5. Nurses' participation in the euthanasia programs of Nazi Germany.

    Science.gov (United States)

    Benedict, S; Kuhla, J

    1999-04-01

    During the Nazi era, so-called euthanasia programs were established for handicapped and mentally ill children and adults. Organized killings of an estimated 70,000 German citizens took place at killing centers and in psychiatric institutions. Nurses were active participants; they intentionally killed more than 10,000 people in these involuntary euthanasia programs. After the war was over, most of the nurses were never punished for these crimes against humanity--although some nurses were tried along with the physicians they assisted. One such trial was of 14 nurses and was held in Munich in 1965. Although some of these nurses reported that they struggled with a guilty conscience, others did not see anything wrong with their actions, and they believed that they were releasing these patients from their suffering.

  6. Facilitating Participant Success: Teachers Experiencing Antarctica and the Arctic Program

    Science.gov (United States)

    Shipp, S. S.; Bruccoli, A.; Porter, M.; Meese, D.

    2003-12-01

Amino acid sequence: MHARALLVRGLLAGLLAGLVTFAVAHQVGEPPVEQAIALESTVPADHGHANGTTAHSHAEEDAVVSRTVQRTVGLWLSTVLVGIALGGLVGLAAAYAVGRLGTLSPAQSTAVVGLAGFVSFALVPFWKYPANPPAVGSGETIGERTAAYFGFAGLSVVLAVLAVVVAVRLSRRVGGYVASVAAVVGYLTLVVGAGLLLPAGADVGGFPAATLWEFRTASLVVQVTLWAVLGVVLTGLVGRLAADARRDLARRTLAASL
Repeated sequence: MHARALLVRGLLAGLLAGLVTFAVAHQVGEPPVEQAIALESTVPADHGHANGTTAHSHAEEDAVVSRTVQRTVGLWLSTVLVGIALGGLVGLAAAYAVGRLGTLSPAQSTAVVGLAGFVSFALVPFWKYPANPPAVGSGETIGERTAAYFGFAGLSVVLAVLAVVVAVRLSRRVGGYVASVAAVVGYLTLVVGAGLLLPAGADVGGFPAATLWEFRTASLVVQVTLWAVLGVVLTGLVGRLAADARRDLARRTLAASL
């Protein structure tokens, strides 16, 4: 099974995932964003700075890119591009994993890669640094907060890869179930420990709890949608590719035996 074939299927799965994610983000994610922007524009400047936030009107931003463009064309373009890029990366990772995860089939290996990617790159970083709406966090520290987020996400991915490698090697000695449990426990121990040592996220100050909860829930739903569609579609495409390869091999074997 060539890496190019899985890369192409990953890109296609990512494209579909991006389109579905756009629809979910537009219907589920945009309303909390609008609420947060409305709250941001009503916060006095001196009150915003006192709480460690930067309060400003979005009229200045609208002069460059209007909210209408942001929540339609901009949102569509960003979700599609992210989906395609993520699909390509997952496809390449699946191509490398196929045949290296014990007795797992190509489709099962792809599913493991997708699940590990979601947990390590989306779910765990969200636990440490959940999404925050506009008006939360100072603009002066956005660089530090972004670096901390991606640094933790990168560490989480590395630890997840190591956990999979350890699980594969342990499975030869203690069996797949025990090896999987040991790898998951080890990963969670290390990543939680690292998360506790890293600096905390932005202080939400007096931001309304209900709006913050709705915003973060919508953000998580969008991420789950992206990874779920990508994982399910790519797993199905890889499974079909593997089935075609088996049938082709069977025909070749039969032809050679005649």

Through the NSF-funded Teachers Experiencing Antarctica and the Arctic (TEA) Program K-12 science teachers participate as members of polar field projects. Objectives of the program include: immersing the science teacher in the experience of research; 2) leveraging the research experience of the teacher to better inform teaching practices; and 3) sharing the experience with the broader educational and general community. The polar field experience is an exciting opportunity accompanied by a daunting number of responsibilities. In addition to preparing for field research, TEA teachers bring their experience to colleagues, classrooms, and communities. Before going into the field, they give presentations, help plan how students can connect to the polar regions, and share the expedition with the public. In the field, the TEA teacher is a team member and educational liaison, responding to questions by e-mail, and posting e-journals describing the research experience. Upon return, the TEA again shares the experience broadly with the community. In addition, they work closely with 3 colleagues for 140 hours to bring the experience of research into classrooms. Formative evaluation of the TEA Program underscores the need to support teachers in accomplishing their responsibilities; this support is necessary to achieve program objectives. TEA teachers are responsible for sharing the science content of their research. While many broadcast the excitement of the experience, they may not have the scientific background to convey the content. This is due, in part, to many teachers having to be generalists in their classrooms. Shifting into the role of specialist can be challenging. In the year of preparation before the field experience, TEA teachers attend orientation, meet with their research teams for several days, and are encouraged to learn more about their science topic. Understanding builds through the field experience. It may take two or more years after the field work for the